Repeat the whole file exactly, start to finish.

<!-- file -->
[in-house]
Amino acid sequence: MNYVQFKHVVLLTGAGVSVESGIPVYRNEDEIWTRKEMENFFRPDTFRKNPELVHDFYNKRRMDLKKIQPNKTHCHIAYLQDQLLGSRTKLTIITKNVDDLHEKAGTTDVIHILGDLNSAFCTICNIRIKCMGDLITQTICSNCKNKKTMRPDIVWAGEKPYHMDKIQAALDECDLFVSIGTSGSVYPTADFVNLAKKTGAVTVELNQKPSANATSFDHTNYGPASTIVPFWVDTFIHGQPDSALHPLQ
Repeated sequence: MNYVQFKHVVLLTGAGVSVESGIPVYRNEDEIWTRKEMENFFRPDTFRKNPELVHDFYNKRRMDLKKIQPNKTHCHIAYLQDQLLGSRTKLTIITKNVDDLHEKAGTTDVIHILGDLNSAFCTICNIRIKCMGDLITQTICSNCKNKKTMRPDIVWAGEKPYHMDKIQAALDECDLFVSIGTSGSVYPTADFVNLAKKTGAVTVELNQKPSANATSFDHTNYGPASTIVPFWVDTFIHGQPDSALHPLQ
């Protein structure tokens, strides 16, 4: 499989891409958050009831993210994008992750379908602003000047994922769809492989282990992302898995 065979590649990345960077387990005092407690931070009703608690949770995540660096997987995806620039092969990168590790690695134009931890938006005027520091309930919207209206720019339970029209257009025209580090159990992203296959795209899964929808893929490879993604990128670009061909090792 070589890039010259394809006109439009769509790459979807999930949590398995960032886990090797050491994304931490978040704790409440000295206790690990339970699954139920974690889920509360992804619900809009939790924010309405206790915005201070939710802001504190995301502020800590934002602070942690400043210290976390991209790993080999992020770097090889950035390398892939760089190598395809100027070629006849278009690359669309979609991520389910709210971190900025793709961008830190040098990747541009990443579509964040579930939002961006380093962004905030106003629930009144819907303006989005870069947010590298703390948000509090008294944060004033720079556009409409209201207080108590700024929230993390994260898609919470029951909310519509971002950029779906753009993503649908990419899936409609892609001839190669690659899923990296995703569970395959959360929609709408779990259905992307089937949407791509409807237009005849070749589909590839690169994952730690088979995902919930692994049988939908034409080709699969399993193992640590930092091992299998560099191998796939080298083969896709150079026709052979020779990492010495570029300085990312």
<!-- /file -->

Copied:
[in-house]
Amino acid sequence: MNYVQFKHVVLLTGAGVSVESGIPVYRNEDEIWTRKEMENFFRPDTFRKNPELVHDFYNKRRMDLKKIQPNKTHCHIAYLQDQLLGSRTKLTIITKNVDDLHEKAGTTDVIHILGDLNSAFCTICNIRIKCMGDLITQTICSNCKNKKTMRPDIVWAGEKPYHMDKIQAALDECDLFVSIGTSGSVYPTADFVNLAKKTGAVTVELNQKPSANATSFDHTNYGPASTIVPFWVDTFIHGQPDSALHPLQ
Repeated sequence: MNYVQFKHVVLLTGAGVSVESGIPVYRNEDEIWTRKEMENFFRPDTFRKNPELVHDFYNKRRMDLKKIQPNKTHCHIAYLQDQLLGSRTKLTIITKNVDDLHEKAGTTDVIHILGDLNSAFCTICNIRIKCMGDLITQTICSNCKNKKTMRPDIVWAGEKPYHMDKIQAALDECDLFVSIGTSGSVYPTADFVNLAKKTGAVTVELNQKPSANATSFDHTNYGPASTIVPFWVDTFIHGQPDSALHPLQ
């Protein structure tokens, strides 16, 4: 499989891409958050009831993210994008992750379908602003000047994922769809492989282990992302898995 065979590649990345960077387990005092407690931070009703608690949770995540660096997987995806620039092969990168590790690695134009931890938006005027520091309930919207209206720019339970029209257009025209580090159990992203296959795209899964929808893929490879993604990128670009061909090792 070589890039010259394809006109439009769509790459979807999930949590398995960032886990090797050491994304931490978040704790409440000295206790690990339970699954139920974690889920509360992804619900809009939790924010309405206790915005201070939710802001504190995301502020800590934002602070942690400043210290976390991209790993080999992020770097090889950035390398892939760089190598395809100027070629006849278009690359669309979609991520389910709210971190900025793709961008830190040098990747541009990443579509964040579930939002961006380093962004905030106003629930009144819907303006989005870069947010590298703390948000509090008294944060004033720079556009409409209201207080108590700024929230993390994260898609919470029951909310519509971002950029779906753009993503649908990419899936409609892609001839190669690659899923990296995703569970395959959360929609709408779990259905992307089937949407791509409807237009005849070749589909590839690169994952730690088979995902919930692994049988939908034409080709699969399993193992640590930092091992299998560099191998796939080298083969896709150079026709052979020779990492010495570029300085990312």